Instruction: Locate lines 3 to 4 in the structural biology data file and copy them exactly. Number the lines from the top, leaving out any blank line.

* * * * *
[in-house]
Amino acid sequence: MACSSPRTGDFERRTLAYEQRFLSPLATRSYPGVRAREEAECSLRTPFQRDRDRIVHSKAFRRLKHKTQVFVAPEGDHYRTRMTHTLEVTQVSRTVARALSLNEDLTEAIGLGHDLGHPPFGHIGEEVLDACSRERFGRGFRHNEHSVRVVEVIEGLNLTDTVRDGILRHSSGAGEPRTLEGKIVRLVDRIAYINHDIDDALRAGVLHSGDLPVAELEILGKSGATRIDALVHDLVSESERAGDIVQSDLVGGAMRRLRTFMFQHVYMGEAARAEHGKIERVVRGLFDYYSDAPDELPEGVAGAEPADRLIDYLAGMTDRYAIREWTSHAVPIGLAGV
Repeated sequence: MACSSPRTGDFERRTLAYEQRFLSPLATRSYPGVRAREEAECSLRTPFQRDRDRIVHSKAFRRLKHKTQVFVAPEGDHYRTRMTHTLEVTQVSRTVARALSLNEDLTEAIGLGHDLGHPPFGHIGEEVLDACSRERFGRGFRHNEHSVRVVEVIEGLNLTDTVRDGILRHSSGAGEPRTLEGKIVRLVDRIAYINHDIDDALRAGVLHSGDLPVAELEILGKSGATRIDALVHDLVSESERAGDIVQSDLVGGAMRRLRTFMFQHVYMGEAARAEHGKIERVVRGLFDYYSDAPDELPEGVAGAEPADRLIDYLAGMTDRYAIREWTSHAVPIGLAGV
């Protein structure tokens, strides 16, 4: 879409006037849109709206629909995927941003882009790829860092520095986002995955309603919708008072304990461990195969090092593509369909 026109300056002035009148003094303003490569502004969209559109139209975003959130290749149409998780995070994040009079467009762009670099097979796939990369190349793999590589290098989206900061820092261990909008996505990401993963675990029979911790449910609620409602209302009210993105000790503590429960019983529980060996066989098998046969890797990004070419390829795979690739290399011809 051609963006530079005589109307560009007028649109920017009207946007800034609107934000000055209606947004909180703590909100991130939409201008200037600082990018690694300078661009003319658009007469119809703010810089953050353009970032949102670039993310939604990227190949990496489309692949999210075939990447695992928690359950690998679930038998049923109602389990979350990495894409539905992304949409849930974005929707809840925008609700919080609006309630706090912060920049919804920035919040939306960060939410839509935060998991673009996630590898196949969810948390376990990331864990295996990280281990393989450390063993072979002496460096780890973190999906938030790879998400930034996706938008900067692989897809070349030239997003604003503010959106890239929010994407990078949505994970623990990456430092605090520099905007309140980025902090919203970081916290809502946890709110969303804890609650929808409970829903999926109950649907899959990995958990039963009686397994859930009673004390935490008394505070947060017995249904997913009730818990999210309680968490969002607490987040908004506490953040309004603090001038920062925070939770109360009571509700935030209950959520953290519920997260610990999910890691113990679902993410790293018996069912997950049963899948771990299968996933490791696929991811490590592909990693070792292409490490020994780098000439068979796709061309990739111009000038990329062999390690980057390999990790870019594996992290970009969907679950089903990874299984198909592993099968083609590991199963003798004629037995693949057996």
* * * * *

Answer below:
Repeated sequence: MACSSPRTGDFERRTLAYEQRFLSPLATRSYPGVRAREEAECSLRTPFQRDRDRIVHSKAFRRLKHKTQVFVAPEGDHYRTRMTHTLEVTQVSRTVARALSLNEDLTEAIGLGHDLGHPPFGHIGEEVLDACSRERFGRGFRHNEHSVRVVEVIEGLNLTDTVRDGILRHSSGAGEPRTLEGKIVRLVDRIAYINHDIDDALRAGVLHSGDLPVAELEILGKSGATRIDALVHDLVSESERAGDIVQSDLVGGAMRRLRTFMFQHVYMGEAARAEHGKIERVVRGLFDYYSDAPDELPEGVAGAEPADRLIDYLAGMTDRYAIREWTSHAVPIGLAGV
């Protein structure tokens, strides 16, 4: 879409006037849109709206629909995927941003882009790829860092520095986002995955309603919708008072304990461990195969090092593509369909 026109300056002035009148003094303003490569502004969209559109139209975003959130290749149409998780995070994040009079467009762009670099097979796939990369190349793999590589290098989206900061820092261990909008996505990401993963675990029979911790449910609620409602209302009210993105000790503590429960019983529980060996066989098998046969890797990004070419390829795979690739290399011809 051609963006530079005589109307560009007028649109920017009207946007800034609107934000000055209606947004909180703590909100991130939409201008200037600082990018690694300078661009003319658009007469119809703010810089953050353009970032949102670039993310939604990227190949990496489309692949999210075939990447695992928690359950690998679930038998049923109602389990979350990495894409539905992304949409849930974005929707809840925008609700919080609006309630706090912060920049919804920035919040939306960060939410839509935060998991673009996630590898196949969810948390376990990331864990295996990280281990393989450390063993072979002496460096780890973190999906938030790879998400930034996706938008900067692989897809070349030239997003604003503010959106890239929010994407990078949505994970623990990456430092605090520099905007309140980025902090919203970081916290809502946890709110969303804890609650929808409970829903999926109950649907899959990995958990039963009686397994859930009673004390935490008394505070947060017995249904997913009730818990999210309680968490969002607490987040908004506490953040309004603090001038920062925070939770109360009571509700935030209950959520953290519920997260610990999910890691113990679902993410790293018996069912997950049963899948771990299968996933490791696929991811490590592909990693070792292409490490020994780098000439068979796709061309990739111009000038990329062999390690980057390999990790870019594996992290970009969907679950089903990874299984198909592993099968083609590991199963003798004629037995693949057996």